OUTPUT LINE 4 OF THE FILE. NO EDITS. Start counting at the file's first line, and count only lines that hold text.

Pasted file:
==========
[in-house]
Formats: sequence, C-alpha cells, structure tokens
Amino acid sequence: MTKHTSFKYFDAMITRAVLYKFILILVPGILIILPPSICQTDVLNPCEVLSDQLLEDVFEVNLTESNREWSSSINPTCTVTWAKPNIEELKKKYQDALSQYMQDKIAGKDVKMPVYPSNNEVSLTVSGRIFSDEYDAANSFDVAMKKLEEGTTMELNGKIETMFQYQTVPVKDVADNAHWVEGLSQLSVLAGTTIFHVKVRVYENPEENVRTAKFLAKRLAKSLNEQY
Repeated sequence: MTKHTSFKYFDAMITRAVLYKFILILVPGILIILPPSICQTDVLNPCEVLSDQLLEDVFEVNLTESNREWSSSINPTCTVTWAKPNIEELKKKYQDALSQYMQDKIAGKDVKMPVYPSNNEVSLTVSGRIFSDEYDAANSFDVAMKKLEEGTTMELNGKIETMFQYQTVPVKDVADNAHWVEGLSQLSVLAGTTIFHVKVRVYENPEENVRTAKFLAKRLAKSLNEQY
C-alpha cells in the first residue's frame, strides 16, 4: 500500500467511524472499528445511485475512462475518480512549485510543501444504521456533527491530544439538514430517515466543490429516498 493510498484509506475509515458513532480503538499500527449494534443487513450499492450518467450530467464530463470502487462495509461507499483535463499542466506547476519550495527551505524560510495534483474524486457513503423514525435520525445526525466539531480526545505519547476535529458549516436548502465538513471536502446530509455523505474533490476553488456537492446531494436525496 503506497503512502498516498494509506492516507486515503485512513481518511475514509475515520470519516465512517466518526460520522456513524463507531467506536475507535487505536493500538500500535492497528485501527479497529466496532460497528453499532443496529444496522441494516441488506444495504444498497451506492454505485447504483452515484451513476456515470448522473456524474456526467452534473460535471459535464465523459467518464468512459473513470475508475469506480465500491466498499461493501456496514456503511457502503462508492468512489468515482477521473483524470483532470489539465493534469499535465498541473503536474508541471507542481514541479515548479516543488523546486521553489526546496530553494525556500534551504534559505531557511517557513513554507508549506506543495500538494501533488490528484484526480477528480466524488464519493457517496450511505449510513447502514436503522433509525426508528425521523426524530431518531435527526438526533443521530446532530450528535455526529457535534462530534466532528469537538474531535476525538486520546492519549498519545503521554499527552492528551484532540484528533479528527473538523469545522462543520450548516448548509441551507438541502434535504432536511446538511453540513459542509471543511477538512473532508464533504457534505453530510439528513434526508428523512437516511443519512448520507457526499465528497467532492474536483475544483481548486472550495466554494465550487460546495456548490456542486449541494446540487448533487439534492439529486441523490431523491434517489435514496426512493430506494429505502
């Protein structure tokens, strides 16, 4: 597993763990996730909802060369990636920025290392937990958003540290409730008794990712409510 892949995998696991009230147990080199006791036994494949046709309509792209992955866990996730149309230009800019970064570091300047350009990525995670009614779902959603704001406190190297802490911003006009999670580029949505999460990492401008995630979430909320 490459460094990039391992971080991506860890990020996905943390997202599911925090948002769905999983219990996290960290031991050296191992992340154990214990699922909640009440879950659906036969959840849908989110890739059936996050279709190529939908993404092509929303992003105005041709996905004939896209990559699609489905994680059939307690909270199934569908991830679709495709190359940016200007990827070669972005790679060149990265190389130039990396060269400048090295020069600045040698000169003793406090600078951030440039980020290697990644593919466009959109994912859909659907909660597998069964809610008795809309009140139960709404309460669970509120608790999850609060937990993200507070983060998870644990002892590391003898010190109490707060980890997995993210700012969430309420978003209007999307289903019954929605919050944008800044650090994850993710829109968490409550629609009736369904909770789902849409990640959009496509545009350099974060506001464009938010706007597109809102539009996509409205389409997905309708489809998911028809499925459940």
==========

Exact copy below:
Repeated sequence: MTKHTSFKYFDAMITRAVLYKFILILVPGILIILPPSICQTDVLNPCEVLSDQLLEDVFEVNLTESNREWSSSINPTCTVTWAKPNIEELKKKYQDALSQYMQDKIAGKDVKMPVYPSNNEVSLTVSGRIFSDEYDAANSFDVAMKKLEEGTTMELNGKIETMFQYQTVPVKDVADNAHWVEGLSQLSVLAGTTIFHVKVRVYENPEENVRTAKFLAKRLAKSLNEQY